Pesticides are often necessary to keep your plants safe from insects and pests, especially for outdoor growers. However, many pesticides contain harsh chemicals that are potentially harmful to people and plants. Even organic products are sometimes loosely labeled, so it can be hard to find a truly natural / eco-friendly pesticide that effectively keeps your plants safe.
Pesticides can be highly effective at getting rid of pests and vermin, but they can have unintended side effects. Residue from pesticide can seep into the soil and affect water sources and some pesticides produce a vapor that spreads throughout the atmosphere and harms wildlife.
Luckily, you do not have to rely on chemical pesticides if you are uncomfortable with them. There are many environmentally friendly options to keep your plants safe and healthy from intrusive insects and vermin.
It may take some trial and error to find something that works for you, but there are a wide range of options when it comes to eco-friendly pesticides. Below, we’ll go over some of the best choices.
A simple mix of salt and water can easily get rid of slugs, spiders, and mites. All you need to do is mix a cup of salt – Himalayan pink salt works the best – with a gallon of warm water. Place the mixture in a spray bottle and spritz down the area around your garden.
Make sure you only spray around your plants – spraying salt water directly on your plants could potentially harm them.
Sometimes called “companion planting,” insectary plants refer to plants that attract beneficial insects that act as natural predators to common pests. This way, you will not need to use pesticide at all. Instead, you will be creating the right ecosystem for your plants to thrive.
Good insectary plants include mint, rosemary, thyme, and marigold as they produce nectar and therefore attract honeybees. Honeybees both pollinate your plants – promoting healthy growth – and keep harmful insects out of your garden.
One of the most commonly used natural insect repellents, diatomaceous earth is a powder made from the microscopic silica shells of algae. Diatomaceous earth does not poison bugs, but it can kill them when they come into contact with it. When bugs – especially soft-bodied bugs like caterpillars and snails – crawl over diatomaceous earth it causes physical damage that results in dehydration and eventual death.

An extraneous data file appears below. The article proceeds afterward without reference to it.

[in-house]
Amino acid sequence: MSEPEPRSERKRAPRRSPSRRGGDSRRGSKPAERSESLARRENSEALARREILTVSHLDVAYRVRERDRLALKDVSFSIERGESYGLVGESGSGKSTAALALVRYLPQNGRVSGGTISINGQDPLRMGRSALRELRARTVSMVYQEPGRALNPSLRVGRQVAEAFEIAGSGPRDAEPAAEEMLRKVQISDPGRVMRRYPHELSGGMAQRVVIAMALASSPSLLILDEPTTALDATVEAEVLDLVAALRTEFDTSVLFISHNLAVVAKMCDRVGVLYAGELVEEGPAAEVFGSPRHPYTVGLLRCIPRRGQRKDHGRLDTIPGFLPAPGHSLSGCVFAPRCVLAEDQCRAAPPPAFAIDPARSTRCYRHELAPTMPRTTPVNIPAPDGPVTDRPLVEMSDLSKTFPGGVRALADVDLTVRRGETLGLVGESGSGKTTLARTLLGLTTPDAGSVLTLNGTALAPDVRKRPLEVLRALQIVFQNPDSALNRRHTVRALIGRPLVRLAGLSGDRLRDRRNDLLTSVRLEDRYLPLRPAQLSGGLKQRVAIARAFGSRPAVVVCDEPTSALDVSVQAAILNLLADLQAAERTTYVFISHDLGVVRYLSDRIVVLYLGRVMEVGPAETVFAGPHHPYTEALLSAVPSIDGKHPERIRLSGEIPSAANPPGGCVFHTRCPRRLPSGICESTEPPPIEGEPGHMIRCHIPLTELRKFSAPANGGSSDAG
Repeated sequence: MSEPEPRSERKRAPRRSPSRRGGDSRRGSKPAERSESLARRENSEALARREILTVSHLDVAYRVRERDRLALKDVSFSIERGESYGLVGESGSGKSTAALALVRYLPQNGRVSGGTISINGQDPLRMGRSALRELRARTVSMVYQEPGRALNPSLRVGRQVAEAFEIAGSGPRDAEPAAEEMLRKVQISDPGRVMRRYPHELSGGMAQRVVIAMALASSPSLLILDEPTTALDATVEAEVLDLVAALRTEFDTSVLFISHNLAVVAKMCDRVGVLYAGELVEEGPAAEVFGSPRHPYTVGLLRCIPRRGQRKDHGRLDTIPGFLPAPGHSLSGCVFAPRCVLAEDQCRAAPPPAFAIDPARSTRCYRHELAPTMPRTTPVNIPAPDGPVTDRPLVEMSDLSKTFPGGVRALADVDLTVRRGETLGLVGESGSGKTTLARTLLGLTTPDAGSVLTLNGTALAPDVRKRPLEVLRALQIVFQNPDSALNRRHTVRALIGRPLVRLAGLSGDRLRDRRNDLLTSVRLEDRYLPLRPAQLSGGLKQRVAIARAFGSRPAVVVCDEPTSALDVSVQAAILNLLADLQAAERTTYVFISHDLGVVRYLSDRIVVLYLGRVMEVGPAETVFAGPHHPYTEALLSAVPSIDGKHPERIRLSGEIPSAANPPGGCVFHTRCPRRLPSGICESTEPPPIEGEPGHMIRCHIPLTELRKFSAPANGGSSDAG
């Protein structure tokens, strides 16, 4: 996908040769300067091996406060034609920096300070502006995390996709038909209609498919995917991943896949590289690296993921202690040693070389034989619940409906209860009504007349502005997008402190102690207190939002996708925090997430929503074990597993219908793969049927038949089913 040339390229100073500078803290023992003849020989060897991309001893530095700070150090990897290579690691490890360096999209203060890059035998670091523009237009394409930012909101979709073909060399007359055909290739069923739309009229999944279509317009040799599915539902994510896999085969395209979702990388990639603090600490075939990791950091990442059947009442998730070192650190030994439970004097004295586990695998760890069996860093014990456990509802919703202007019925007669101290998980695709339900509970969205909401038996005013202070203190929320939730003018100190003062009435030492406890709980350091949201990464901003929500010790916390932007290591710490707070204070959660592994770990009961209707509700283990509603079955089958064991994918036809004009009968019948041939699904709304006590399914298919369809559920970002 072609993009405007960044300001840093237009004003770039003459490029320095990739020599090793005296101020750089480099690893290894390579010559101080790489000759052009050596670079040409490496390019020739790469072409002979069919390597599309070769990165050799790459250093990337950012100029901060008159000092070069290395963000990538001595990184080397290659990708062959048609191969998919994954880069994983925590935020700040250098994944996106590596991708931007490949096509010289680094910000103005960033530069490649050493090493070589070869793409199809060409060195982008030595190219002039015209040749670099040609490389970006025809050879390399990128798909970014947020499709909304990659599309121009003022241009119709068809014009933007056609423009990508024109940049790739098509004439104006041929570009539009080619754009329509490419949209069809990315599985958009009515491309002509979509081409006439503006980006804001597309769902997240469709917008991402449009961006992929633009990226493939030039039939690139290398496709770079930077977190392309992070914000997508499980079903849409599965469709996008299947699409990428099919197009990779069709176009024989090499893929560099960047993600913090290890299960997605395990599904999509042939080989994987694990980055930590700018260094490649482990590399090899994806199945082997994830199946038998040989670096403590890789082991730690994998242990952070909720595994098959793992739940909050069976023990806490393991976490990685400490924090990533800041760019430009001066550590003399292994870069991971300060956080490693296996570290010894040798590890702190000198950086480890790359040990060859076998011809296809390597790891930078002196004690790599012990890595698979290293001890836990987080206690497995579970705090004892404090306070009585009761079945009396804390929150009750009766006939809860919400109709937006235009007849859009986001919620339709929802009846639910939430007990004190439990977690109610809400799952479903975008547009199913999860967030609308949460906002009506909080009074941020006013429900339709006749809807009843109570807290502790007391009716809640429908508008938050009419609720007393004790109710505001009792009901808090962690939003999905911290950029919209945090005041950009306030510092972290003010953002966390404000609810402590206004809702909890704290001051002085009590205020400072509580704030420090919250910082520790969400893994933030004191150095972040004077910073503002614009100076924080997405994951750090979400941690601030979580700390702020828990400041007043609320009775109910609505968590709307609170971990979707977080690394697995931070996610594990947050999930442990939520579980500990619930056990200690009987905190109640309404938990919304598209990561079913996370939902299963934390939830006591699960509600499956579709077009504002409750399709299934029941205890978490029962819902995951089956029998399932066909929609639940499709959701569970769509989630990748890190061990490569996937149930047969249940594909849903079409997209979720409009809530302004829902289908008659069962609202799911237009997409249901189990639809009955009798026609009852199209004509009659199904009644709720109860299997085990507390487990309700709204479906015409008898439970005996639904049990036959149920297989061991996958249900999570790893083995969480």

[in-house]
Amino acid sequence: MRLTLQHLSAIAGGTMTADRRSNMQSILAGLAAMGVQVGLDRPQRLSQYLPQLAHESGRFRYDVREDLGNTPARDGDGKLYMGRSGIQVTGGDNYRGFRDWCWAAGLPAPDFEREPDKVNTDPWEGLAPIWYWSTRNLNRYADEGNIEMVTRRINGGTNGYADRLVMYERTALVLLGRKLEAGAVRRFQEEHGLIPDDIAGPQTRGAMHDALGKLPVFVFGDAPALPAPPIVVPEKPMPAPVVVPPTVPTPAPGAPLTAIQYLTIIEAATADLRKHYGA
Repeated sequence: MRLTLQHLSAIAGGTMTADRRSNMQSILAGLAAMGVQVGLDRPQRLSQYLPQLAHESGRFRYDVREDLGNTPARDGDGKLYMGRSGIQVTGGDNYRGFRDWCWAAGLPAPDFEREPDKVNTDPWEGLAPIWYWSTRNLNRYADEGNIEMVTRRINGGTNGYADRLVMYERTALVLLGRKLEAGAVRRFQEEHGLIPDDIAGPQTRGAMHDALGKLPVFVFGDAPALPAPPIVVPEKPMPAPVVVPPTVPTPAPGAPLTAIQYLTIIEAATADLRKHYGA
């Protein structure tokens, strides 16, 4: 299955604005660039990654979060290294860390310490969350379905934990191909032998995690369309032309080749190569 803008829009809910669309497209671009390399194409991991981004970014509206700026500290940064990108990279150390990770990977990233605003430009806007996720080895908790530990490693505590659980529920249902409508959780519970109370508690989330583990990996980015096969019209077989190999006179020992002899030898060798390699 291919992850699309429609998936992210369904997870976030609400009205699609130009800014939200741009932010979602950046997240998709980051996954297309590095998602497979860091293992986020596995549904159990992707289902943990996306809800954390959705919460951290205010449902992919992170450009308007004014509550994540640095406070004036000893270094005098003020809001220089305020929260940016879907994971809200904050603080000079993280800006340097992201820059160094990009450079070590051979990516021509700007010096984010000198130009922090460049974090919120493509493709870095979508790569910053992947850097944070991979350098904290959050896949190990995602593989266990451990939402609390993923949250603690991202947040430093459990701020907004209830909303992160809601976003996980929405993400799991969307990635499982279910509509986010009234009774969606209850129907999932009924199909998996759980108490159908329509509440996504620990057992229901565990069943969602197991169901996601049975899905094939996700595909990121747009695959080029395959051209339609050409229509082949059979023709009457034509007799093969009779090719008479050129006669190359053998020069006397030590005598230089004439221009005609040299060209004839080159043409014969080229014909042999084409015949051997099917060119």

You can sprinkle diatomaceous earth over key areas of the garden – including hard to reach places – to form a barrier between your plants and pests. You can also sprinkle diatomaceous earth around pots of indoor or outdoor plants. It is not harmful to plants, animals, or humans – which makes it both a highly-effective and incredibly safe eco-friendly option.
Often used to combat bed bugs, neem oil is among the most popular natural pesticides available. Neem oil refers to oil that comes from the Neem tree that is toxic to many common pests such as loopers, aphids, and mealy bugs. It does double duty as both a poison and a repellent, sterilizing insects while simultaneously stopping their growth cycle.
Neem oil can be applied as a spray or can be worked into the soil. While it is almost always non-toxic to mammals, it can be toxic if ingested in high amounts. Keep neem oil out of reach of small children and animals.
Neem oil can potentially harm beneficial insects. It should only be used if you have already discovered an infestation of harmful pests.
Insecticidal oils are lightweight oils, usually petroleum or vegetable-based, that are diluted and sprayed on plants as an alternative to chemical pesticides. They work by smothering pests rather than poisoning them.
Insecticidal oils work well on spider mites, mealy bugs, and aphids. You can buy them at a garden supply store or online. To use, you simply spray them directly onto pests when you encounter them. The one downside is that insecticidal oils only work when applied directly to the pest. Therefore, they are often used in conjunction with other pest control methods.
You can actually use food you might otherwise discard from your kitchen to repel pests. Various leftovers from your own kitchen can repel pests.
Coffee grounds have trace amounts of nitrogen, which is good for soil. When mixed into the earth, grounds can also produce smells that keep unwanted insects at bay. Aphids tend to avoid banana peels and ants tend to avoid cucumber. Garlic can repel beetles, root maggots, and spider mites.
Instead of throwing unwanted food away, try mixing it into your soil. Anything biodegradable acts as a natural fertilizer and comes with the added benefit of potentially keeping pests away.
Eco-Friendly Pesticide: The Bottom Line
While it sometimes takes a little creativity and extra work, there are myriad ways to avoid using chemical pesticides in your garden. Plants survived in nature for years without human intervention. If you support their natural defense mechanisms, this gives them a chance to thrive without exposure to potentially harmful substances.
From insectary plants to rotting food to homemade mixtures like salt spray, there is no shortage of options to keep your plants healthy. It may take a combination of methods – and some experimentation – but with a little elbow grease, your plants should be able to create a healthy, happy, chemical-free garden.